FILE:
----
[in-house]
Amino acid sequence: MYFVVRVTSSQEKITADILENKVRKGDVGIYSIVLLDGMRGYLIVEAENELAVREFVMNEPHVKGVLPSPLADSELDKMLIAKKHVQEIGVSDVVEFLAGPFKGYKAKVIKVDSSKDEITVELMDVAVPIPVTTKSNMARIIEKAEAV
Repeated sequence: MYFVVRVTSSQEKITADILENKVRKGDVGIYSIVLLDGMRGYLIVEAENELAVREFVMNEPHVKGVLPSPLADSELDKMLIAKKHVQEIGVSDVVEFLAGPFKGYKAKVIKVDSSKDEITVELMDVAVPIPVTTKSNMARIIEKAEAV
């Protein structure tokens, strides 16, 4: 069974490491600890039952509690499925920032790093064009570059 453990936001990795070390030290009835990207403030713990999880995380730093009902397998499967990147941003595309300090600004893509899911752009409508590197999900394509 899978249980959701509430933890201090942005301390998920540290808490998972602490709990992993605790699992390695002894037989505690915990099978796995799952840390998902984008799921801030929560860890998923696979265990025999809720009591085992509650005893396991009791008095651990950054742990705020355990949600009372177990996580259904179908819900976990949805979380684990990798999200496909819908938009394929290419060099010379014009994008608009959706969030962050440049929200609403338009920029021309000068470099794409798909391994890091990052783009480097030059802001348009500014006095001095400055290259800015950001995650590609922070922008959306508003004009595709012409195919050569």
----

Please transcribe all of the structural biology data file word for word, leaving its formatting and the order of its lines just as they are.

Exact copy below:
[in-house]
Amino acid sequence: MYFVVRVTSSQEKITADILENKVRKGDVGIYSIVLLDGMRGYLIVEAENELAVREFVMNEPHVKGVLPSPLADSELDKMLIAKKHVQEIGVSDVVEFLAGPFKGYKAKVIKVDSSKDEITVELMDVAVPIPVTTKSNMARIIEKAEAV
Repeated sequence: MYFVVRVTSSQEKITADILENKVRKGDVGIYSIVLLDGMRGYLIVEAENELAVREFVMNEPHVKGVLPSPLADSELDKMLIAKKHVQEIGVSDVVEFLAGPFKGYKAKVIKVDSSKDEITVELMDVAVPIPVTTKSNMARIIEKAEAV
């Protein structure tokens, strides 16, 4: 069974490491600890039952509690499925920032790093064009570059 453990936001990795070390030290009835990207403030713990999880995380730093009902397998499967990147941003595309300090600004893509899911752009409508590197999900394509 899978249980959701509430933890201090942005301390998920540290808490998972602490709990992993605790699992390695002894037989505690915990099978796995799952840390998902984008799921801030929560860890998923696979265990025999809720009591085992509650005893396991009791008095651990950054742990705020355990949600009372177990996580259904179908819900976990949805979380684990990798999200496909819908938009394929290419060099010379014009994008608009959706969030962050440049929200609403338009920029021309000068470099794409798909391994890091990052783009480097030059802001348009500014006095001095400055290259800015950001995650590609922070922008959306508003004009595709012409195919050569």